Mizuho Financial Group, Inc. was established in January 2003 to become the parent company to Mizuho Holdings, Inc. in preparation for its restructuring of businesses. Subsequently, through a share exchange on March 12, 2003, Mizuho Financial Group became the sole shareholder of Mizuho Holdings, which in turn served as the holding company of all of the group's banking and securities units.

On October 1, 2005, all subsidiaries of Mizuho Holdings were transferred to the direct control of Mizuho Financial Group. Mizuho Holdings, no longer a bank holding company, was then renamed Mizuho Financial Strategy, which now focuses on providing advisory services.

Mizuho, through its operations in New York became involved in the subprime mortgage crisis and lost 7 billion dollars on the sale of collateralized debt obligations backed by subprime mortgages. Its entry was late, in December 2006; it did not participate in gains; only suffered losses. It is the Asian bank which suffered the most losses due to the crisis. The venture into this field has been traced to the employment of Alexander Rekeda, a specialist in this field hired away from Calyon, a unit of Crédit Agricole. Rekeda was made "head of structured credit in the Americas" where he floated several deals that turned toxic. He was later fired and Mizuho shut down its US CDO business. Examples of these CDOs included the "Aardvark", "Tigris", and "Delphinius" CDOs.[4] The latter two involved the Magnetar hedge fund.[5] Ironically, Calyon had sued Mizuho for hiring away Rekeda and other CDO experts in 2007.[6]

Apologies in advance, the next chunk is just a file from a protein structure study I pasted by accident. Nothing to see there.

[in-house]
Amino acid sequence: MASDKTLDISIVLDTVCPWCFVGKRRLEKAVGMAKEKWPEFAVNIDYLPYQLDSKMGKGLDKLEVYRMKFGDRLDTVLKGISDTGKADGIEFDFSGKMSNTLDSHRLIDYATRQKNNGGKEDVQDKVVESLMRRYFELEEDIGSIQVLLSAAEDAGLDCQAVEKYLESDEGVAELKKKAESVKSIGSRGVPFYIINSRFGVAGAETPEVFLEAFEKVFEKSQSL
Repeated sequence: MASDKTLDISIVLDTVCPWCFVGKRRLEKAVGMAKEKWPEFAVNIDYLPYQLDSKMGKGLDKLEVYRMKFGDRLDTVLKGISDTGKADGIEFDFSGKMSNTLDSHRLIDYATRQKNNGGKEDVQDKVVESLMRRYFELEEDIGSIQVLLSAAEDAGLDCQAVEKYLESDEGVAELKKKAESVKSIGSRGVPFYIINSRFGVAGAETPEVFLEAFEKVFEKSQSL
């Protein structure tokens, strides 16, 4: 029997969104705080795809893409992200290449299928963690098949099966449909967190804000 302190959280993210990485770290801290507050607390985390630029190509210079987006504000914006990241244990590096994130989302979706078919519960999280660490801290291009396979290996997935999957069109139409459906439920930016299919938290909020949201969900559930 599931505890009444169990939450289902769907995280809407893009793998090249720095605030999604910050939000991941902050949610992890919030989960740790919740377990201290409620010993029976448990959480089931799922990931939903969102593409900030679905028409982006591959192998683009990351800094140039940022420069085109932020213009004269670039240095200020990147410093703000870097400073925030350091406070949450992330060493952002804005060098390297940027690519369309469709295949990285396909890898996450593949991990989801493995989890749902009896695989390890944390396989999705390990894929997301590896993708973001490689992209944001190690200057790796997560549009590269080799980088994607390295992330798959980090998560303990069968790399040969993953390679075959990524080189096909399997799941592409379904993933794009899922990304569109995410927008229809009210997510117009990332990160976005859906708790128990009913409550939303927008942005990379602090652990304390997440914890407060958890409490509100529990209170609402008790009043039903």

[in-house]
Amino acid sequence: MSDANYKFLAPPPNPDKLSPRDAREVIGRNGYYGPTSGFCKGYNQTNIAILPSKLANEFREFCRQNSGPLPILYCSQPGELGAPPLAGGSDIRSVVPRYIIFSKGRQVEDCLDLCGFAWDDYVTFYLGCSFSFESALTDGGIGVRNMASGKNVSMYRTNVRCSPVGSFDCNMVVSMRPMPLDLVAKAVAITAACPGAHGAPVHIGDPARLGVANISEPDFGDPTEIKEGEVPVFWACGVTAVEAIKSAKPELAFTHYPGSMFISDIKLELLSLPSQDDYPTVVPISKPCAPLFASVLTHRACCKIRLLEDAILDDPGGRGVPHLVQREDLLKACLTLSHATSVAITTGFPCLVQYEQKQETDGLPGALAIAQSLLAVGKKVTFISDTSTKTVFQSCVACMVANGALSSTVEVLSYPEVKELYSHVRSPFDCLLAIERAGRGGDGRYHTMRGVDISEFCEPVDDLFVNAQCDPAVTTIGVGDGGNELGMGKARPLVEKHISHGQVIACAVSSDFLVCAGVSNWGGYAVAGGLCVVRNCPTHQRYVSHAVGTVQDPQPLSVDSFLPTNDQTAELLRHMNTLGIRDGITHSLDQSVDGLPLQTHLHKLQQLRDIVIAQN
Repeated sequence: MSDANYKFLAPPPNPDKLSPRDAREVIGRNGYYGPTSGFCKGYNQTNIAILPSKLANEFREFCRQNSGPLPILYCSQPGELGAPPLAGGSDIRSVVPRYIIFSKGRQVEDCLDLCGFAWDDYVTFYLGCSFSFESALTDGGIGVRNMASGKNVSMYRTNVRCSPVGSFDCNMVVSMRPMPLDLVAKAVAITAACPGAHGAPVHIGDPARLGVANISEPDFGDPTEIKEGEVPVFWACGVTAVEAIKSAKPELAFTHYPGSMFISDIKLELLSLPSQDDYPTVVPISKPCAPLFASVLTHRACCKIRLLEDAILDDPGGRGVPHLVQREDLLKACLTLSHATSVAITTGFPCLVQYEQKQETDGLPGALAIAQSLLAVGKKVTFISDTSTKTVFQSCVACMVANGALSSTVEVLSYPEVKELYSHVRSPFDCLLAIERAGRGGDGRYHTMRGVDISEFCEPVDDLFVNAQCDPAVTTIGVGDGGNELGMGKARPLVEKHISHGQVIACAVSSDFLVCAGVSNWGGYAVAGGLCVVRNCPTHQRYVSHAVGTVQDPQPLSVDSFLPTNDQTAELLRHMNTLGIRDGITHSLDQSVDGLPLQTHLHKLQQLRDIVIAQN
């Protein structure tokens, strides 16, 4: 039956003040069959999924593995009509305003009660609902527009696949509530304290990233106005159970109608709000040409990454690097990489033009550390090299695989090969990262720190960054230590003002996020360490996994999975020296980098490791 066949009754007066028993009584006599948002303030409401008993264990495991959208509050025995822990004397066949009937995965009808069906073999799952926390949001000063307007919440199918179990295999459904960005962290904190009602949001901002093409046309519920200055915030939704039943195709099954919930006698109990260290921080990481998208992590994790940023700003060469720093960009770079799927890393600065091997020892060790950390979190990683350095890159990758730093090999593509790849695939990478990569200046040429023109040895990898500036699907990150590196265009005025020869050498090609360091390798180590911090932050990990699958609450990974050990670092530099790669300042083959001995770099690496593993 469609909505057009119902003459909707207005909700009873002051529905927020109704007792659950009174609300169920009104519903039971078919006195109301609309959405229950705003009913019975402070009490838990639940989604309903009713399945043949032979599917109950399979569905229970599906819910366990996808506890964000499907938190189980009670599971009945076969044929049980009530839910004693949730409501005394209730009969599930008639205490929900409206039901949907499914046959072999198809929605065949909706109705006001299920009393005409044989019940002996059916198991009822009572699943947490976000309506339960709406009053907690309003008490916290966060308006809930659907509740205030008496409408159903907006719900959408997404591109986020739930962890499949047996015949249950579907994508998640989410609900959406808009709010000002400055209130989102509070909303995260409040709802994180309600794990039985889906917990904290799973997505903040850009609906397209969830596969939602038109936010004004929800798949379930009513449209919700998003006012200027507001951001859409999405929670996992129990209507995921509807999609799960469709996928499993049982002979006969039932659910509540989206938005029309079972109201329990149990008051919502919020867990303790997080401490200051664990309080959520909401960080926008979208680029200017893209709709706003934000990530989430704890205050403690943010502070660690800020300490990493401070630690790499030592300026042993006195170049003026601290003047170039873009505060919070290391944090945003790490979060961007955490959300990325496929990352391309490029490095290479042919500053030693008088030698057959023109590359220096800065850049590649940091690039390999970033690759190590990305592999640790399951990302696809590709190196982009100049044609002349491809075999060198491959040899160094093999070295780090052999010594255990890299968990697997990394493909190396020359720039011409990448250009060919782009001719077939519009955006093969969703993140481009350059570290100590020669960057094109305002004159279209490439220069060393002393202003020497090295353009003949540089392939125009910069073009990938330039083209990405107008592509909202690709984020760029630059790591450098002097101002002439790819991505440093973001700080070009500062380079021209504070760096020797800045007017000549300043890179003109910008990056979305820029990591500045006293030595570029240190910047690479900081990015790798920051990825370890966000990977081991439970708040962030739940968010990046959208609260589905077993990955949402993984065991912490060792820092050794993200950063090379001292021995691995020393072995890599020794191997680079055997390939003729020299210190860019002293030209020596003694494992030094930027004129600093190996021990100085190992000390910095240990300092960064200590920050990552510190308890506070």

• 1864: Yasuda-ya is founded as a private company.
  • 1883: The Dai-Ichi Bank, Ltd. is established as the first bank in Japan.
  • 1897: The Nippon Kangyo Bank, Ltd. and the Industrial Bank of Japan, Limited are established as a governmental institution.
  • 1912: Yasuda-ya is incorporated and renamed Yasuda Bank.
  • 1948: Yasuda Bank is renamed the Fuji Bank, Limited.
  • 1950: The Nippon Kangyo Bank and IBJ are privatized.
  • 1971: The Dai-ichi Bank and the Nippon Kangyo Bank merge to form the Dai-Ichi Kangyo Bank, Limited.
  • 1999: DKB, Fuji and IBJ announce an agreement to consolidate the three banks' operations.
  • 2000: DKB, Fuji and IBJ establish a holding company named Mizuho Holdings, Inc.
  • 2002: DKB, Fuji and IBJ are officially and legally combined into two banks, Mizuho Bank, Ltd. and Mizuho Corporate Bank, Ltd.
  • 2003: Mizuho Financial Group, Inc. takes over the operations of Mizuho Holdings virtually.
  • 2006: Mizuho is listed on the New York Stock Exchange under the stock symbol MFG.
  • 2009: Mizuho established an alliance with and invested in Evercore Partners Inc.[7]

Notable employees

See also



  1. ^
  2. ^ "The Top 1000 World Banks 2006", The Banker, 3 July 2006.
  3. ^ IR Presentation at “CLSA Japan Forum 2005” 7 March 2005
  4. ^ a b Flynn, Finbarr (2008-10-29). "Mizuho $7 Billion Loss Turned on Toxic Aardvark Made in America". Bloomberg. Retrieved 2008-10-29. 
  5. ^ Timeline of Magnetar Deals by Jake Bernstein, Jesse Eisinger and Krista Kjellman Schmidt, ProPublica, April 9, 2010
  6. ^ Calyon Cries Foul: French bank seeks retribution after CDO team defects to Mizuho, Investment Dealers' Digest, March 26, 2007, Pyburn, Allison
  7. ^ "MIZUHO FINANCIAL GROUP INC (8411:JP): Company Description - BusinessWeek". Retrieved 25 January 2011. 

External links